It is a general fact that any regulator in developed countries is supposed to act to find the right compromise between the stakeholders and a balanced set of norms for the general interest of our society.
This compromise is rarely easy to reach. On its side, The European Commission has been struggling over the past years to find this balance for the Telecom industry.
Should the Commission consider the Telecom industry as a plain utility sector and therefore increase competition and lower prices, or should it consider it as a central enabler to push the European economy thanks to virtualization and innovation?
On top of that, The European Community saw an opportunity to show their investment in creating a better situation for the citizens. Removing the telecom borders, commonly known as “roaming”, has been a clear opportunity for European bodies to improve their image.
But let’s have a look now at how the European Commission has managed the rest of the balance for the roaming regulation. In 2005, roaming rates were seen as a barrier to stimulate the European internal market and competition couldn’t reinforce this process.
Between 2007 and 2011, forcing down the rates of both wholesale and retail was first considered as the only available option. However, despite these efforts, in 2011 the European Commission’s analysis highlighted that creative Mobile Operators have managed to keep their excessive margins from an end-user point of view and that competition is necessary, even if the technical barrier is high.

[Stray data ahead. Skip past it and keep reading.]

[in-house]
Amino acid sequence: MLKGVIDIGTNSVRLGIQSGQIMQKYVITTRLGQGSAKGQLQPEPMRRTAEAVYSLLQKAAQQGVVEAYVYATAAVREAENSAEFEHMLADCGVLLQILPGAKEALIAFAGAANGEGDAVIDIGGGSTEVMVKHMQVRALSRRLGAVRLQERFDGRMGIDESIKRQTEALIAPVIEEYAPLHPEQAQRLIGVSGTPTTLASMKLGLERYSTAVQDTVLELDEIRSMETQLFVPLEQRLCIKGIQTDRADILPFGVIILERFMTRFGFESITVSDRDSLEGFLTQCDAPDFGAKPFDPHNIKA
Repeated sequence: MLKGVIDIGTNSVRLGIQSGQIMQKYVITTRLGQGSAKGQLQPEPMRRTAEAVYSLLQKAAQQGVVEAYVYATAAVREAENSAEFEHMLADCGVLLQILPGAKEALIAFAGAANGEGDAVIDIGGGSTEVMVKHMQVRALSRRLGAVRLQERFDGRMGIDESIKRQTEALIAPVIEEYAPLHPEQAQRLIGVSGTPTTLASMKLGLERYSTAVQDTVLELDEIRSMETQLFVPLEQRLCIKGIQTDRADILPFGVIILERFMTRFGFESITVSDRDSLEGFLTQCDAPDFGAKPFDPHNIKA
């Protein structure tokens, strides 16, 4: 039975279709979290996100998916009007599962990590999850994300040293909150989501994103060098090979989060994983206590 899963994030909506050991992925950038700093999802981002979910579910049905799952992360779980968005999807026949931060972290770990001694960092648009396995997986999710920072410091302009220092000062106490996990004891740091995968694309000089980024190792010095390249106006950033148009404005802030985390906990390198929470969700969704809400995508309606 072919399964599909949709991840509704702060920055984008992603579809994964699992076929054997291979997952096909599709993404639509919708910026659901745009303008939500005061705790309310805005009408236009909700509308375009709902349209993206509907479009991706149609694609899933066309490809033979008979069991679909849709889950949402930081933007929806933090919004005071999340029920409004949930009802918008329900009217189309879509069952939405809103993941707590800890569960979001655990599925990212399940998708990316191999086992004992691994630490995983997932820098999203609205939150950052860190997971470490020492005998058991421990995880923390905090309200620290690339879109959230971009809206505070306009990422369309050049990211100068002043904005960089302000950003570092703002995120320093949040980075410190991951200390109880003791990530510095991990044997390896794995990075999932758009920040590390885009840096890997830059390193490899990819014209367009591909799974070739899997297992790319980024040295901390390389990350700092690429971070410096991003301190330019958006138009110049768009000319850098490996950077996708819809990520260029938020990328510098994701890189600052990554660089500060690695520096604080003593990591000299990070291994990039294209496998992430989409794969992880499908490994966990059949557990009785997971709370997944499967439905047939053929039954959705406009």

The issue has been tackled in 2012 by the introduction of two new concepts: Alternative Roaming Provider (ARP) and Local Break Out (LBO). During 2013 the European Commission further crystalized the design of the two models, leading most of players to the conclusion that the ARP model cannot be commercially viable.
More specifically, the commercial impracticability of ARP lead to the proposal for “Regulation IV”, introduced in September 2013. This proposal seems like an awkward compromise between saving a political image and targeting the end of roaming premiums but not really knowing how. ARP and LBO models are there, but they are surrounded by such a level of regulation uncertainty that it ruins any business case.
In November 2013, the European Parliament Rapporteur announced that it cannot follow the Commission in a “Regulation IV” proposal and simply proposed an amendment to remove all roaming premiums for SMS, voice, data regulated roaming services by 2016 (still to be voted).
Two conclusions are clear: firstly, for the Telecom industry, ARP and LBO opportunities will be dead before they even started. Secondly, the European citizens will not pay more when they travel.
With this, the European Regulator has fulfilled two of its objectives: providing telecom services at lowest costs to the rest of the economy and bringing a highly positive political image of European bodies working for citizens…
But what for encouraging innovation? On the international mobile services front, there is so much work for the coming years: VoLTE roaming, RCS interworking, Next Generation Hotspots and Carrier WiFi Roaming, etc… MNOs need a sound business case to move early. On top of that, what is at stake goes far beyond EU 28 roaming. This is about European MNOs being able to compete against large American OTTs, about efficient use of 4G networks, etc.
How will the European Commission be able to reach a right balance here?
By Luc Vidal-Madjar, BICS | 13 december 2013